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Challenging the 30-minute rule for red blood cells (video)
Led by Dr. Sandra Ramirez, a development scientist at Canadian Blood Services’ Centre for Innovation, this research project led to a new standard that will reduce the number of discarded red blood cell units.
By Jenny Ryan and Patrick Walton
Since the 1970s, blood operators have limited the length of time red blood cells (RBCs) can be exposed to uncontrolled temperatures to 30 minutes. Called the “30-minute rule”, this international standard was put in place to keep cells usable and limit bacterial growth. However, it is not always possible to transfuse a patient within 30 minutes. As a result, thousands of RBCs are discarded.
A research team led by Dr. Sandra Ramirez, a development scientist at Canadian Blood Services’ Center for Innovation in Ottawa, studied bacteria-free and bacteria-spiked RBCs that were exposed to room temperature for various lengths of time, checking them for quality, temperature and bacterial growth. Results showed that exposing units to room temperature for up to 60 minutes several times during their shelf life did not reduce their quality or safety.
“We requested red blood cell units from netCAD our blood for research facility in Vancouver. The blood was collected from donors and pooled into larger groups then split into separate units so that we had the exact same blood to use for our testing.” - Dr. Sandra Ramirez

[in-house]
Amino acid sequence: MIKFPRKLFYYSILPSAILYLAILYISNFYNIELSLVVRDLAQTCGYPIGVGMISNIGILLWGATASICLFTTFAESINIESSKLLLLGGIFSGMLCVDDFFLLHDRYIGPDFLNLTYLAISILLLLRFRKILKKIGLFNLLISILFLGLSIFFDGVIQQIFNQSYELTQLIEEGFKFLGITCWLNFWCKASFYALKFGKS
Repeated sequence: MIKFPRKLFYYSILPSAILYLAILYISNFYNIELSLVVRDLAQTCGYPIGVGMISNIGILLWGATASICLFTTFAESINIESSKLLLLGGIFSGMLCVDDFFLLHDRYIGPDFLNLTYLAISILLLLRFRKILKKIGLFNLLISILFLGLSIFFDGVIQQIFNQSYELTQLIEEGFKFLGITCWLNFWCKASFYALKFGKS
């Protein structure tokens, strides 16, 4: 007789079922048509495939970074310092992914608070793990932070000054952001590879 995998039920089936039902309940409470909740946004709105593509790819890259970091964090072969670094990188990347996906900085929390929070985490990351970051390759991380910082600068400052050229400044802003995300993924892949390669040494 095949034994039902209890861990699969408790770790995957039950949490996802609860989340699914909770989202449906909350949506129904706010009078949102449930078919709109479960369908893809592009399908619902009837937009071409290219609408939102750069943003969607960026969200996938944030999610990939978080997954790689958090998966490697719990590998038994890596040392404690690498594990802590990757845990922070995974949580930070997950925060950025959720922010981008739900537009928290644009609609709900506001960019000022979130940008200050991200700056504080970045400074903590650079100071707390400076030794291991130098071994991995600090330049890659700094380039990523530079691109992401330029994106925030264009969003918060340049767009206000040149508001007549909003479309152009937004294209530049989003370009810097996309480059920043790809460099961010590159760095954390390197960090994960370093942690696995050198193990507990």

Located in Vancouver, BC, near the University of British Columbia campus, our Network Centre for Applied Development (netCAD) is a dedicated blood and apheresis donor clinic and a research and development facility.
This Canadian Blood Services’ research, in collaboration with Héma-Québec, contributed to the Canadian Standards Association’s decision to extend the 30-minute rule to 60 minutes. Effective in 2016, this new standard will reduce the number of units of RBCs discarded and is expected to save the blood system significant funds without affecting blood product efficacy or patient safety.
Keywords: red blood cells; Canadian Standards Association; research and development; transfusion medicine; netCAD; Hema-Quebec
Canadian Blood Services – Driving world-class innovation
Through discovery, development and applied research, Canadian Blood Services drives world-class innovation in blood transfusion, cellular therapy and transplantation—bringing clarity and insight to an increasingly complex healthcare future. Our dedicated research team and extended network of partners engage in exploratory and applied research to create new knowledge, inform and enhance best practices, contribute to the development of new services and technologies, and build capacity through training and collaboration.
The opinions reflected in this post are those of the author(s) and do not necessarily reflect the opinions of Canadian Blood Services.
Original content on R.E.D. falls under a creative commons CC BY license. We we invite you to take it and republish it (with attribution and a link back to the source).
Jenny is the Science Communications Specialist at Canadian Blood Services working out of head office in Ottawa. She works closely with the medical services and innovation division to interpret and showcase new research and discovery in transfusion and transplatation science.